How to Camp at Big Bend National Park

How to Camp at Big Bend National Park
Big Bend National Park, located along a sizable run of the Rio Grande River in Texas, is a popular place to visit because of its combination of mountain, desert and riverfront terrain. Still, the hot and unforgiving climate compels most campers to avoid summer visits. In addition to seasonal considerations, there is a short list of rules and regulations to keep in mind when planning a camping visit to the park.


Difficulty: Easy

Things You’ll Need:
  • Admission pass Backcountry permit (optional) Charcoal or portable stove Water supply (backcountry only) Clothing appropriate to the season
  • Admission pass
  • Backcountry permit (optional)
  • Charcoal or portable stove
  • Water supply (backcountry only)
  • Clothing appropriate to the season
Step 1
Pay the general admission fee upon arrival at the park. In 2009, this was $20 per private vehicle for a week's pass. Those camping at national parks frequently should consider the $80 annual inter-agency pass. There is also a 14-consecutive-day limit on camping, but this does not refer to the admission pass, so long stays will require renewal of the basic one-week pass.
Step 2
Make a reservation if you are RV camping between Nov. 15 and April 15. These reservations can be made up to 180 days in advance.
Step 3
Choose between developed frontcountry and primitive backcountry camping if you are using a tent and not an RV or a trailer. The park has two frontcountry campgrounds: Chisos Basin and Cottonwood. Both have running water, toilets and grills. Tent sites there or at the Rio Grande RV campground were $14 per night in 2009.
Step 4
Pay for a backcountry permit to camp overnight at primitive sites in the park. In 2009, the fee was $10.
Step 5
Pack either charcoal or a portable camp stove, such as a Primus stove. Campfires are absolutely prohibited in the park, so all cooking must be done either at a frontcountry grill or with a camp stove. Bringing along electric generators is also forbidden, so do not plan on using electric hot plates.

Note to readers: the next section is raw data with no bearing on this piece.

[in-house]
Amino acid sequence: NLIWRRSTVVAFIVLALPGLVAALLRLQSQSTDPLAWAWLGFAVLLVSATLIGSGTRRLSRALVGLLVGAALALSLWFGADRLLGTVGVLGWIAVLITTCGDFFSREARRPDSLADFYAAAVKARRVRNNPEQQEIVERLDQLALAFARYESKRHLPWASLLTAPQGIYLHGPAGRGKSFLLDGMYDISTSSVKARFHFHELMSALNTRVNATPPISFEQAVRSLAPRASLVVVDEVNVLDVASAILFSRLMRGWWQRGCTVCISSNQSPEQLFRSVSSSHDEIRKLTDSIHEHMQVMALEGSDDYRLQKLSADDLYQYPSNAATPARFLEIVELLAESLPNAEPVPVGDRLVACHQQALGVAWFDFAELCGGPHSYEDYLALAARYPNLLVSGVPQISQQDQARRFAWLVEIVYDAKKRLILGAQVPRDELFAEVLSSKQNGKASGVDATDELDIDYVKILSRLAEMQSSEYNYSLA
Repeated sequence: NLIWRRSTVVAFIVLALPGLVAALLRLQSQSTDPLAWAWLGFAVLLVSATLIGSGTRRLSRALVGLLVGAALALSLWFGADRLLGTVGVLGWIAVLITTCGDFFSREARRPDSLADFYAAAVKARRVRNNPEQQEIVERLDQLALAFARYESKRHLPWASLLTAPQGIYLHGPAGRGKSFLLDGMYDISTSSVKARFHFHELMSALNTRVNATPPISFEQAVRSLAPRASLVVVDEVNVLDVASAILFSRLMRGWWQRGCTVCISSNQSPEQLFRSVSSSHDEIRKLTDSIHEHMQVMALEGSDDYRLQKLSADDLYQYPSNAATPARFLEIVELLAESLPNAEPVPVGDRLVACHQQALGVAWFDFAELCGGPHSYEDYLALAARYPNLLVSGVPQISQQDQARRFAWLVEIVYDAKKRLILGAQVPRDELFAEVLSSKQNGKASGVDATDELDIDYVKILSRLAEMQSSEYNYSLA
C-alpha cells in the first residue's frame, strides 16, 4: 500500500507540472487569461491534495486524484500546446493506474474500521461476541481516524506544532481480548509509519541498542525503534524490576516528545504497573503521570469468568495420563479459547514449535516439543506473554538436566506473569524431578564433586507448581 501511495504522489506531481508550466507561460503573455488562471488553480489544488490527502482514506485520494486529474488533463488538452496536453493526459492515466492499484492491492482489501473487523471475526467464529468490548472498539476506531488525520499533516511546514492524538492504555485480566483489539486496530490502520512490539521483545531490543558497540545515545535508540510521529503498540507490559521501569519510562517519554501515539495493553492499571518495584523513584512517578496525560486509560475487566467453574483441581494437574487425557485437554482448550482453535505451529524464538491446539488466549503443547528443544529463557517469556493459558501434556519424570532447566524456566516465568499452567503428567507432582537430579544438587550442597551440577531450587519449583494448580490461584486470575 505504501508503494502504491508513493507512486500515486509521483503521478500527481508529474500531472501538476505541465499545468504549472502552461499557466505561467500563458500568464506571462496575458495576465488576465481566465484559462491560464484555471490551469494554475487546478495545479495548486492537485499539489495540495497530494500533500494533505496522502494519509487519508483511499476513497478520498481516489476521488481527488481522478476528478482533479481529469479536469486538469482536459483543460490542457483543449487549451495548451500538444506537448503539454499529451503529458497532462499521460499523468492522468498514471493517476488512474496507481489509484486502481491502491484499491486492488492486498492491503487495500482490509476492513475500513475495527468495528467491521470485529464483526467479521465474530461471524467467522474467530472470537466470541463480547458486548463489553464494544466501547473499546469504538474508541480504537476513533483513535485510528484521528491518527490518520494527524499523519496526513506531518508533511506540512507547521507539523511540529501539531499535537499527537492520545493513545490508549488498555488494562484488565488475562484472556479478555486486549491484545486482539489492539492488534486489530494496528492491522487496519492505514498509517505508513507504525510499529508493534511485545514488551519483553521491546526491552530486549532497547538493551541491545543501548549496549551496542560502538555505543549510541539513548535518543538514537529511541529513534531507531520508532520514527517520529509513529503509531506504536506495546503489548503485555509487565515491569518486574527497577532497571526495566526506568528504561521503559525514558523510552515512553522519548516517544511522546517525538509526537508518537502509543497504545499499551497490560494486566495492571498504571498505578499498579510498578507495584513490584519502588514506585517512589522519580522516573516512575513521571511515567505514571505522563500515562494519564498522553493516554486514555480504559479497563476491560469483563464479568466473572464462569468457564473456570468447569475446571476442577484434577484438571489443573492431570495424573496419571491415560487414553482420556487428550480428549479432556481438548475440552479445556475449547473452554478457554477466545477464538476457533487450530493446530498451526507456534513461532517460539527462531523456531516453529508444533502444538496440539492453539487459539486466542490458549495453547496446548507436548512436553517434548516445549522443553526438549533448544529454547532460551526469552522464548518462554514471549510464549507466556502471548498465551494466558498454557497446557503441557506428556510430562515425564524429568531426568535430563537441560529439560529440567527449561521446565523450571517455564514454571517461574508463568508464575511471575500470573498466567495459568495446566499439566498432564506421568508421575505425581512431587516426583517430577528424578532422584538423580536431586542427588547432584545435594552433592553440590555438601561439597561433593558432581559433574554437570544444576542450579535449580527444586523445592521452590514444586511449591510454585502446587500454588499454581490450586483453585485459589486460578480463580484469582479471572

Step 6
Adhere to "leave no trace" standards. That means pack out all of your trash, do not build any campsite "improvements" such as shelter walls, avoid wandering off trails and creating switchbacks, and exercise proper sanitation procedures to avoid contaminating local water sources.
Step 7
Bring adequate water supplies to a backcountry camping site. Many sites are not far from a road, and therefore sufficient bottled water can be brought along in a vehicle. This will minimize any strain on local water sources in the more arid parts of Big Bend.
Step 8
Dress appropriately. Most visitors to Big Bend avoid the summer months, but it can get quite chilly at night (35 degrees Fahrenheit) during the winter. Bring warm clothes. Summer visitors need to keep in mind that Big Bend is in the desert, and wear light, loose clothing that covers much of their skin as protection from the sun. A sun hat during the summer is also a good idea.

Article Written By Edwin Thomas

Edwin Thomas has been writing since 1997. His work has appeared in various online publications, including The Black Table, Proboxing-Fans and others. A travel blogger, editor and writer, Thomas has traveled from Argentina to Vietnam in pursuit of stories. He holds a Master of Arts in international affairs from American University.

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